The NoMad on Urbanspoon

Locanda Verde–New York City

Locanda Verde has been on the map for quite some time. This charming Italian hot spot in Tribeca is owned by Andrew Carmellini, who just added The Dutch to his resume. Securing a reservation for dinner is no easy task, so rather than eat super early or late, we opted for brunch. Tables started filling slowly at 11:00 am, but by the time we left at 12:30, the place was packed and people were hanging out on the sidewalk waiting for people like us to abandon our table. To the waiter’s credit, we were never rushed as I’ve heard often happens in New York City restaurants. (In Kansas City would you ever be offered a dessert menu only be told by your server a few minutes later that you couldn’t order dessert because they needed to turn the table? True story…..)

No such issue at Locanda Verde as we took our time settling in and perusing the menu, which had so many appealing options that we couldn’t decide what to order.

At Locanda Verde I only took two photos before I was informed by management that they don’t allow diners to take pictures. That must be a new policy because there are photos of their dishes all over the Internet which, in fact, helped me decide what to order.

We started with Sheep’s Milk Ricotta with truffle honey and burnt orange toast for the table, though we were tempted by the pastries that were beautifully displayed on a nearby counter. The server also brought some very soft and spongy focaccia which we had no trouble devouring.

Moving on, I ordered shrimp and grits with a poached egg, and it was as luscious as the server described. Other dishes at the table included a soft scrambled egg crostini with leeks and mushrooms, wood-fired baked eggs with corona beans, mozzarella and black Tuscan kale, and lemon ricotta pancakes with blueberries and Meyer lemon curd. Not a dud in the group. In fact, everyone was happy and sated when we left, and I suspect a return visit is in our future. It would be hard for me not to repeat the same meal, but the dinner menu looks so amazing, I might try a little harder to score a night-time reservation.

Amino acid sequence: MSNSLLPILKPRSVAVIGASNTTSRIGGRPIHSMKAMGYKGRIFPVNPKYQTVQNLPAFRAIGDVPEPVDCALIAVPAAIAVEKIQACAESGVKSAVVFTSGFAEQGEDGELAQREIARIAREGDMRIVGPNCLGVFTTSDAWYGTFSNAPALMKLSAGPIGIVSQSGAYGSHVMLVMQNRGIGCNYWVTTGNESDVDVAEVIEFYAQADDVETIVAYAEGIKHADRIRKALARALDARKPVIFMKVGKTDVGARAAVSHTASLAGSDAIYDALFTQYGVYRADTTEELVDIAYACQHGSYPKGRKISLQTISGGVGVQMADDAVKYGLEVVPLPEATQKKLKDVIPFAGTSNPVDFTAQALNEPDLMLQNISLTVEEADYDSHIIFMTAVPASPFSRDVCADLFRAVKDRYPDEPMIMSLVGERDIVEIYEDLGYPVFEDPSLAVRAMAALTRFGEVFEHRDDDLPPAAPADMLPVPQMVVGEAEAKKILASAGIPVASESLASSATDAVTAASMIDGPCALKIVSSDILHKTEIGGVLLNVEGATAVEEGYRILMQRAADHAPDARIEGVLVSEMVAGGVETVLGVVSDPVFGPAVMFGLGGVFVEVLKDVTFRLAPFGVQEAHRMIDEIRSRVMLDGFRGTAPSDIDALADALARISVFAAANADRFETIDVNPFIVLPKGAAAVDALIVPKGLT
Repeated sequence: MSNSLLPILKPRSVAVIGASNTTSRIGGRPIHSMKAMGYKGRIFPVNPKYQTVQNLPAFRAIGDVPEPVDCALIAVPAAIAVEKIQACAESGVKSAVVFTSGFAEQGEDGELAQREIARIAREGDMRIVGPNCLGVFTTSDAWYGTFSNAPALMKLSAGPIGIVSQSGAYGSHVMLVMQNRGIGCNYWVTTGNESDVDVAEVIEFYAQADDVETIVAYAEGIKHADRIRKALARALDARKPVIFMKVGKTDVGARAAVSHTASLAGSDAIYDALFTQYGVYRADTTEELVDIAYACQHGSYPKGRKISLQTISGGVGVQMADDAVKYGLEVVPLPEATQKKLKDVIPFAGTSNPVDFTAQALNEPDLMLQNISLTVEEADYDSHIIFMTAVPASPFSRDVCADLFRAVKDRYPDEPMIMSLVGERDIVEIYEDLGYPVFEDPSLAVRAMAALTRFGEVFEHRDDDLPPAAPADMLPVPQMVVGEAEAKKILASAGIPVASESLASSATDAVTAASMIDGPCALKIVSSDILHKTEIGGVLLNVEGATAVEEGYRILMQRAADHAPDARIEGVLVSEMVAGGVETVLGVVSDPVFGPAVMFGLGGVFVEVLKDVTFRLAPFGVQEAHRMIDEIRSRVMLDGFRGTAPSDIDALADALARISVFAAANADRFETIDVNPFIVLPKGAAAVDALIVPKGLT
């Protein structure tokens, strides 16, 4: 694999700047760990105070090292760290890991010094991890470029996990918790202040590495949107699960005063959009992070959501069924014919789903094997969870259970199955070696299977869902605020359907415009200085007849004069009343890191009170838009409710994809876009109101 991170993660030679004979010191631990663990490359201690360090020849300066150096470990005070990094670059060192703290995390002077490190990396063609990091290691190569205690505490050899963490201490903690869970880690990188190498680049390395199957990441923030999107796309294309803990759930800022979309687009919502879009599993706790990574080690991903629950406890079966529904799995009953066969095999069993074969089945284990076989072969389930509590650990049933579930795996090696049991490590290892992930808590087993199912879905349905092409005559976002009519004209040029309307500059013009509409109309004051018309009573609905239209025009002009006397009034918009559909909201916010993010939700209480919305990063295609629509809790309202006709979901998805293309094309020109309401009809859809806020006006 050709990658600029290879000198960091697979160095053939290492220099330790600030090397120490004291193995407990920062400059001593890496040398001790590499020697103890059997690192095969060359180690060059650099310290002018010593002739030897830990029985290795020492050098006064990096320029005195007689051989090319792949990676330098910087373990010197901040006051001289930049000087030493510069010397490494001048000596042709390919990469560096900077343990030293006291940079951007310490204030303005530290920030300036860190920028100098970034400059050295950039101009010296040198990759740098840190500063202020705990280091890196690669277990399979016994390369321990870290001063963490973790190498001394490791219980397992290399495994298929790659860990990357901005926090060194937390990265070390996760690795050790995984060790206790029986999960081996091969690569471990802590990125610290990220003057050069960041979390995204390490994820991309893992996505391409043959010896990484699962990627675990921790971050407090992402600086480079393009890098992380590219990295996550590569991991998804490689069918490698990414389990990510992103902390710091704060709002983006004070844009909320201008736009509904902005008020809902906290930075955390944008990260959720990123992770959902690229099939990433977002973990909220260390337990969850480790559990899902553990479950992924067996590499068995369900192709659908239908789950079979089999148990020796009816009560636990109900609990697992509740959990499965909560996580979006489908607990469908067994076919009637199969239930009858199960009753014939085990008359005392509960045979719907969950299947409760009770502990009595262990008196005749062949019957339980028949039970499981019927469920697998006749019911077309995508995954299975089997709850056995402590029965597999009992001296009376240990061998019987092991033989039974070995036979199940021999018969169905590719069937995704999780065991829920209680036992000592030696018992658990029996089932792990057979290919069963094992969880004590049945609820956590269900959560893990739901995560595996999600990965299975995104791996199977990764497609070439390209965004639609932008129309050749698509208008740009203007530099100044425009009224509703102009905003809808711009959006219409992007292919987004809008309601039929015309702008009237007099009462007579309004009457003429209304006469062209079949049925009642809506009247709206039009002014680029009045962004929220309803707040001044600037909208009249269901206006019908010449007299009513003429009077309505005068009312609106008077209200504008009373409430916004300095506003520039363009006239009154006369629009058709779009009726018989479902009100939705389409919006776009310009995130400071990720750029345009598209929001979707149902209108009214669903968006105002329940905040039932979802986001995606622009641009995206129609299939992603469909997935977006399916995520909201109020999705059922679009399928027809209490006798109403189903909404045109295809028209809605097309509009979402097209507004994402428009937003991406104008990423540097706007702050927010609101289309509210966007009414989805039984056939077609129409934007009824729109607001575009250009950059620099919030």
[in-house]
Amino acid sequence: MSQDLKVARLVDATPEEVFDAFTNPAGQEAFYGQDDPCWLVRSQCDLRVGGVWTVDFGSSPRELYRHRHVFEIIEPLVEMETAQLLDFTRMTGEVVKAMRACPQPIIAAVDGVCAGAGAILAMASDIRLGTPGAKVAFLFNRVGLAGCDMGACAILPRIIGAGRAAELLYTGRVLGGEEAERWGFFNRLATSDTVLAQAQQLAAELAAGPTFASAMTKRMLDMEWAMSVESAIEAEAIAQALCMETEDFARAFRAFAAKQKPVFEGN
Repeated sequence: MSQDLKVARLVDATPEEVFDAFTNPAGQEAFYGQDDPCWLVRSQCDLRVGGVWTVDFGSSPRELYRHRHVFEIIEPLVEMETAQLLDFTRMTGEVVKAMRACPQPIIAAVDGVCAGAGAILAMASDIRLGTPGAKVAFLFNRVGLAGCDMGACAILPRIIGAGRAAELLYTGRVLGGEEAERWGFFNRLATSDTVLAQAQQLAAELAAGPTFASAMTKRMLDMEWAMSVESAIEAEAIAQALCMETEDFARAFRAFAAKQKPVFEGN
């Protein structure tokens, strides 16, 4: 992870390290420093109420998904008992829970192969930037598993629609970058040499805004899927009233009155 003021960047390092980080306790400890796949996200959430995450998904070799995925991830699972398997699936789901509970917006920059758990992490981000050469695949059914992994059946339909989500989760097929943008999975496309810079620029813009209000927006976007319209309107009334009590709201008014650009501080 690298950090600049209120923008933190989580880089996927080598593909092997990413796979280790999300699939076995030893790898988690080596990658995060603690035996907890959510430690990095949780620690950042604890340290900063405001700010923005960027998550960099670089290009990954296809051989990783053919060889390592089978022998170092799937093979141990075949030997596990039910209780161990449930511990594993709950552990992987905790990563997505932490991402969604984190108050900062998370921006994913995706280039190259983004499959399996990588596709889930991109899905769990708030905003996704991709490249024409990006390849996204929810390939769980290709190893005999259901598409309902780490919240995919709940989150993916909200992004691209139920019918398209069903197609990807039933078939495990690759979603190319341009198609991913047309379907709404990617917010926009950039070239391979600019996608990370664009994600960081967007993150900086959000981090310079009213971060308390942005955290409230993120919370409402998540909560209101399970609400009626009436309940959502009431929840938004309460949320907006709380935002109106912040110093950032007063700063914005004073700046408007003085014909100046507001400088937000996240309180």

Locanda Verde on Urbanspoon

Empellon–New York City

Empellon is located in the West Village, along one of those cute little streets that makes me think I’m far from the Big Apple. (But could someone tell me how West 4th St. and West 10th St. can logically intersect?) Recently opened by Alex Stupak, the former pastry chef of WD-50 is garnering some nice reviews.

The restaurant consists of two rooms. The front room is disturbingly loud, but we were fortunate to be placed in the back room. Perhaps they seat the pretty people in front, but we lucked out without knowing it at the time. The white brick walls and eclectic art in the back room are also more serene than the wild mural that dominates that scene as you walk in the door.

It may seem too pedestrian, but be sure to accompany your margarita or beer with the chips and salsa.  Four gorgeous salsas come to the table with a beautiful explanation of their ingredients, including chipotle, tomatillos, pumpkin, guajillo chiles, peanuts and cashews.  Try as we might, the two of us couldn’t decide which was our favorite of the bunch.